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Overseas Chinese Share Tears and Pains under Dual Identity in “Chinese Homecoming 2016”

Overseas Chinese Share Tears and Pains under Dual Identity in “Chinese Homecoming 2016”

Screenshot from Screenshot from "Chinese Homecoming 2016" Live(Chinese Homecoming )
ByElsie Hu July 19, 2016
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Overseas Chinese from Singapore, Australia and the United States shared their stories of their birth and growing experience in other countries for the "Chinese Homecoming 2016" on July 15.

Stripped off their glamorous outer coat, the identity of "overseas Chinese" wraps up the hearts that want to return home filled with pain and confusion. 

The host, Rev. Ma Jianming, said that we wanted to understand their hearts more by walking into their world, experiencing their pain and heartbreaks while receive healing with them.

First, the third-generation Singaporean Chinese Ian and his mother Lily Ann shared their story. 

Ian described his embarrassment in China with a parable: It seemed like that he was unfamiliar with anyone who sit on the table when invited to celebrate his great grandmother's birthday. The host said to him, "You are truly a part of this family". But he couldn't understand what others said and he laughed following others' laughter. "This is what I felt." 

Ian continued, "Sometimes I felt that I had a dual-identity."

Nevertheless, he was proud of his identity as an overseas Chinese, saying, "I came here not to see what China looks like as a foreigner. I participated in it as a Chinese."

Ian's mother Lily Ann shared that her son joined the service in the homecoming gathering for one thing, he is a Chinese and he loves God.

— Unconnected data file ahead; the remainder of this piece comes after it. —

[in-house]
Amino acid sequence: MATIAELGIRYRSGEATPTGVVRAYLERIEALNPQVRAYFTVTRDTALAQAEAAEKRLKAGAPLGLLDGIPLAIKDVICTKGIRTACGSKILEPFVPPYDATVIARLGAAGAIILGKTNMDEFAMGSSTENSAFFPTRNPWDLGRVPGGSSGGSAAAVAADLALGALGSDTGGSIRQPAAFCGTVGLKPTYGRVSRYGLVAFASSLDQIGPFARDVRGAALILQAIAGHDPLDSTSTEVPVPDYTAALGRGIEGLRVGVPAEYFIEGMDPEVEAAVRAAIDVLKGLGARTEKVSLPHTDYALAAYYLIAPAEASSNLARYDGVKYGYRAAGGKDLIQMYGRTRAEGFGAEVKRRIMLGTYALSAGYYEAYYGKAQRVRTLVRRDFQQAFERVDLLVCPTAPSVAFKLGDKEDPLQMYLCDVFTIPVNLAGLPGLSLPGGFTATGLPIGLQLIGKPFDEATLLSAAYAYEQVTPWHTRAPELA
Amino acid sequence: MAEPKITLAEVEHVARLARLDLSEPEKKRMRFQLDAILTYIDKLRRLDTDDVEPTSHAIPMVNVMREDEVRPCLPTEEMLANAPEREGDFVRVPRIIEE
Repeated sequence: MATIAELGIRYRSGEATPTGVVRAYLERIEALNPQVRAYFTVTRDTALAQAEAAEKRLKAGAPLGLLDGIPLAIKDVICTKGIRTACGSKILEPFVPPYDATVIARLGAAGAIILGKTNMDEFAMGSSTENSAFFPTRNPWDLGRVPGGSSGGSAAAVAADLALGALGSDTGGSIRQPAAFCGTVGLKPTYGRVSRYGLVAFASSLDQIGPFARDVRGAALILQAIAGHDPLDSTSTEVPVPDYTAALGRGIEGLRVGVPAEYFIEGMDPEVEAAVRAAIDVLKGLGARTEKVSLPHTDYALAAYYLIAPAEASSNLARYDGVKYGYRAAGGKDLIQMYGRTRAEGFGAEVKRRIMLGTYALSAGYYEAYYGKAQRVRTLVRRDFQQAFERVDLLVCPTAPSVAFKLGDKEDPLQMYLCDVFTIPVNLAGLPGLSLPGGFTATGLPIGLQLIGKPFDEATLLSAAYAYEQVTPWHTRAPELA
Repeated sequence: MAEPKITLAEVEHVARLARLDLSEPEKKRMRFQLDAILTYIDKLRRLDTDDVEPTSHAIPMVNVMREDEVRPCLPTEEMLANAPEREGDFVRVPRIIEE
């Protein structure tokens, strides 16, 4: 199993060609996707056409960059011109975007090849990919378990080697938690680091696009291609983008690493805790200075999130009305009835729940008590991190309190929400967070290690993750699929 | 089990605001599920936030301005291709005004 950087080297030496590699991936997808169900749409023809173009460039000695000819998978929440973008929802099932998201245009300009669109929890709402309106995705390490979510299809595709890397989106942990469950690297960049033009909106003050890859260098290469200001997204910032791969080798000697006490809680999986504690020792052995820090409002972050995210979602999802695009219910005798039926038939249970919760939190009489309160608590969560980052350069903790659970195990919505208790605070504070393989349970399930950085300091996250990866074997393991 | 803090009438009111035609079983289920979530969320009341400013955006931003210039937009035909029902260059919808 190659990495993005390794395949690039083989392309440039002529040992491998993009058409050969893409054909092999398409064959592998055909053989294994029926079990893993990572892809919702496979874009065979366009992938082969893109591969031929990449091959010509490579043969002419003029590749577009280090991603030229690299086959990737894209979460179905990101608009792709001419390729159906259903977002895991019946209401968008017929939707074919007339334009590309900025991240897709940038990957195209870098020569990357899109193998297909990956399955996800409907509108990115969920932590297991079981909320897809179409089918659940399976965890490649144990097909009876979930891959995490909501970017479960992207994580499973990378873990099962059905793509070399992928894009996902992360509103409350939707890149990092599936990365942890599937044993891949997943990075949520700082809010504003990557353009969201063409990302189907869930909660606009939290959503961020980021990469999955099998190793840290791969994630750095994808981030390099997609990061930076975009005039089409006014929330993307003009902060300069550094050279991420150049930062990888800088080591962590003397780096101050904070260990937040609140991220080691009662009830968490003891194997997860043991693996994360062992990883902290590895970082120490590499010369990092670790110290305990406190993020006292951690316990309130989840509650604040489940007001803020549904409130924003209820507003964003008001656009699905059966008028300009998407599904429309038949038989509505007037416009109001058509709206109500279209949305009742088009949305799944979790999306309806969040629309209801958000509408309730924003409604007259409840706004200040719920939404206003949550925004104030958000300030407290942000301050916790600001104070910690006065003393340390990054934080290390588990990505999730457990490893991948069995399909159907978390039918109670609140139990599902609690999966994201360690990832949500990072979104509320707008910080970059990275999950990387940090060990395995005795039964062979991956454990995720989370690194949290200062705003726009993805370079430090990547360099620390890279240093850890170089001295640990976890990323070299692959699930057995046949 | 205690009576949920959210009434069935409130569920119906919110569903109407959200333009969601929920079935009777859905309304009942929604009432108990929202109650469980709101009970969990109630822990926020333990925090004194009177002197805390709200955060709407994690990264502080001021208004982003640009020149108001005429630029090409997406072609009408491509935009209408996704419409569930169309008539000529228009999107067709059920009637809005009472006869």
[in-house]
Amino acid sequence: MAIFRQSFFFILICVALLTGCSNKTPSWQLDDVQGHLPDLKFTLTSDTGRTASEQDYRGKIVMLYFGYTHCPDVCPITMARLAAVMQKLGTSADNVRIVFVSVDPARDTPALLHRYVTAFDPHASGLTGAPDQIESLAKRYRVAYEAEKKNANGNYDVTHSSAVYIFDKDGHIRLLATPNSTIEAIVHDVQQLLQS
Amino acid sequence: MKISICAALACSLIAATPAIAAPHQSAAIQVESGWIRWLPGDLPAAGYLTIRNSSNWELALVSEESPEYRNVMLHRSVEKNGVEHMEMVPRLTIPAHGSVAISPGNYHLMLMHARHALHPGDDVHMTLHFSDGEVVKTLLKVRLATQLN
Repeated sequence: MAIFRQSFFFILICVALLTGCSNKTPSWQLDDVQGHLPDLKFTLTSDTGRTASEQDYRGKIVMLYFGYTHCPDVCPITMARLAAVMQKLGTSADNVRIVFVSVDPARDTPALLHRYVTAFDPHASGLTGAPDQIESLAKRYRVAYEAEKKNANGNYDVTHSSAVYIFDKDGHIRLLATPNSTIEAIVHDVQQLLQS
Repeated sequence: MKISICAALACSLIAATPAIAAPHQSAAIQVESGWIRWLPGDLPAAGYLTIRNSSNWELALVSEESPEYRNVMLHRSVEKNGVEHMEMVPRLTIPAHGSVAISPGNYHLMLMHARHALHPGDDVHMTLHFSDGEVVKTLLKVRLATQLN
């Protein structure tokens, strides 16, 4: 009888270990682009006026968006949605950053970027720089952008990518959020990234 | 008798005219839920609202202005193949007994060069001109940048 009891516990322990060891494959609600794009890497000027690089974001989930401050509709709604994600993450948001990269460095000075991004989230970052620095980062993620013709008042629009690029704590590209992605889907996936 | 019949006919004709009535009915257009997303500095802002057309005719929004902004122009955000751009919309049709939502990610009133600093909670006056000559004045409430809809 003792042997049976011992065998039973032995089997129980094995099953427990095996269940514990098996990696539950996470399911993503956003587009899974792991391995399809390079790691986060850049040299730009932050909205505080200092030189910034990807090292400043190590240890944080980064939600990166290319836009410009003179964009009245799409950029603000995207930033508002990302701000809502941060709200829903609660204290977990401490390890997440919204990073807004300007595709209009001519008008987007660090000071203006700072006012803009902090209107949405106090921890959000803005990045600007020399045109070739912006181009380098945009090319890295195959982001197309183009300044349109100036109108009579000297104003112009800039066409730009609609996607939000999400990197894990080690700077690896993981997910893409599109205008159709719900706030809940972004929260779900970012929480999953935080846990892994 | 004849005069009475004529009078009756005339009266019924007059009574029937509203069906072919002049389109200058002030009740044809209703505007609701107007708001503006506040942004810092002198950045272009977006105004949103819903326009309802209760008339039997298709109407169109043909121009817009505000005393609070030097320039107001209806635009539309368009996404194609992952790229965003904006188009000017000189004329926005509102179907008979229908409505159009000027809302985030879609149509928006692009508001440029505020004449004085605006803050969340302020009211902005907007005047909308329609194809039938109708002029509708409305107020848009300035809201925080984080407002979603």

She added that although there was some contradiction in their identity, it was the will of God that made them absorb the essence of the East and the West as a secret weapon prepared by God.

She witnessed how God had been healing the country and nations through "homecoming" gathering and hoped that one day the whole world could return home, referring to "the heavenly people back home".

Then, a Singaporean Chinese pastor who had a pastoral experience said that he felt blamed by the Holy Spirit when he read that the two children died in China in the biography of Hudson Taylor.

Previously denying his selfishness, he surrendered in the end and committed his "sin", hearing a voice in him asking, "Can you love China as a Chinese since a foreigner loved China to this extent?"

He answered yes and began the journey of "loving China". But he met some challenges along the road.

He bought a land to build a church near the local's most famous right-light district. Every day, he saw some prostitutes standing before the church and got angry at their existence that affected the church growth. Members and newcomers stopping going to church.

Although the prostitutes come from China, he was determined to drive them away.  One day, a hooker was going to take him by the hand, he blamed her action loudly.

Seeing her trembling because of his anger, he realised that he could serve the drug addicts at the bottom but refused to accept these prostitutes.

God used another pastor to remind him that Jesus cared these people on earth. At that moment, he repented with cries.

When he back in the church after a couple of days, he heard God's word - "I love them, too." when he saw a hooker praying in front of the cross at the entrance. Since then, he has led the church to serve the special group, obedient to God's calling.

Later, a Chinese pastor from Australia and an Chinese American shared their growing and ministry experiences in other countries.

The Chinese American said that he felt like an outsider but he wanted to be with Chinese a lot of times. However, he still wanted to walk with the "family" to satisfy the heavenly father's heart on being Chinese.

After the sharing, Rev. Ma comforted the American with a hug. 

This year, the homecoming gathering focuses on the healing and reconciliation of "ethnic minorities" and "overseas Chinese" to make the world know that God's heart lies on the missing minor ethnic groups besides on Han people and the mainland China. 

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